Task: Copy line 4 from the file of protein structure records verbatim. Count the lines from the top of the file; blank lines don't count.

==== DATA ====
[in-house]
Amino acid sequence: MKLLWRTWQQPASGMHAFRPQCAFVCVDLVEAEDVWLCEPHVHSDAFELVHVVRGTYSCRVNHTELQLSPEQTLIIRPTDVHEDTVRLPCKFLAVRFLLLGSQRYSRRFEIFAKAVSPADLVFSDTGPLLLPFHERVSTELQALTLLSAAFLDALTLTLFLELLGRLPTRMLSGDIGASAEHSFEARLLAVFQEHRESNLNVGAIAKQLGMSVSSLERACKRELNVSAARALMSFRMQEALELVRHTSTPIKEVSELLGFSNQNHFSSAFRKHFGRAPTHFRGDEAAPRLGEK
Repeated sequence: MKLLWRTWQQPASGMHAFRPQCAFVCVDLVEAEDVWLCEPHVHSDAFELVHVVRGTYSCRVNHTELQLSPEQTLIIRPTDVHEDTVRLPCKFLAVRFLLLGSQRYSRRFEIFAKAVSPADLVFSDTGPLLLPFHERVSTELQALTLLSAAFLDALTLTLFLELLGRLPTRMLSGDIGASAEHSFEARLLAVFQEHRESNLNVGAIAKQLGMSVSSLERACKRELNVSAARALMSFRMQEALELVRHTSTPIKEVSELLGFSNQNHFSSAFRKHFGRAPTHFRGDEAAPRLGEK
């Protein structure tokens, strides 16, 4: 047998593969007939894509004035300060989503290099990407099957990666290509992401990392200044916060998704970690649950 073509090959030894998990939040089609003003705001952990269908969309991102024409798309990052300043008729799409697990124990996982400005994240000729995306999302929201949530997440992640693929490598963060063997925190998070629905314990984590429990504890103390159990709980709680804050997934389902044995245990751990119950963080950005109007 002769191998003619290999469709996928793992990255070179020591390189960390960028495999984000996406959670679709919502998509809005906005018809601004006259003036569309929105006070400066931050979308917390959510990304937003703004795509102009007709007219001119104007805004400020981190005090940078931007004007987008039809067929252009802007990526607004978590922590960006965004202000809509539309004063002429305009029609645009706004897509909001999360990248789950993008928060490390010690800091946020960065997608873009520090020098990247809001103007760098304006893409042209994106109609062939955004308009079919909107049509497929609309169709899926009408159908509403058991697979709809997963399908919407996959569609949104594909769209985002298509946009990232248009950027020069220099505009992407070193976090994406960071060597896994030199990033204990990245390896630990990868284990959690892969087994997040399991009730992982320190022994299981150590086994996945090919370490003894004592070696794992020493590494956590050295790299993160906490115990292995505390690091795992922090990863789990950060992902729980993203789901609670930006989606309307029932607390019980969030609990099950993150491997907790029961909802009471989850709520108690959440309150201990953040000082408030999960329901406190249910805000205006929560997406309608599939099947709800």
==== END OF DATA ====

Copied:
């Protein structure tokens, strides 16, 4: 047998593969007939894509004035300060989503290099990407099957990666290509992401990392200044916060998704970690649950 073509090959030894998990939040089609003003705001952990269908969309991102024409798309990052300043008729799409697990124990996982400005994240000729995306999302929201949530997440992640693929490598963060063997925190998070629905314990984590429990504890103390159990709980709680804050997934389902044995245990751990119950963080950005109007 002769191998003619290999469709996928793992990255070179020591390189960390960028495999984000996406959670679709919502998509809005906005018809601004006259003036569309929105006070400066931050979308917390959510990304937003703004795509102009007709007219001119104007805004400020981190005090940078931007004007987008039809067929252009802007990526607004978590922590960006965004202000809509539309004063002429305009029609645009706004897509909001999360990248789950993008928060490390010690800091946020960065997608873009520090020098990247809001103007760098304006893409042209994106109609062939955004308009079919909107049509497929609309169709899926009408159908509403058991697979709809997963399908919407996959569609949104594909769209985002298509946009990232248009950027020069220099505009992407070193976090994406960071060597896994030199990033204990990245390896630990990868284990959690892969087994997040399991009730992982320190022994299981150590086994996945090919370490003894004592070696794992020493590494956590050295790299993160906490115990292995505390690091795992922090990863789990950060992902729980993203789901609670930006989606309307029932607390019980969030609990099950993150491997907790029961909802009471989850709520108690959440309150201990953040000082408030999960329901406190249910805000205006929560997406309608599939099947709800």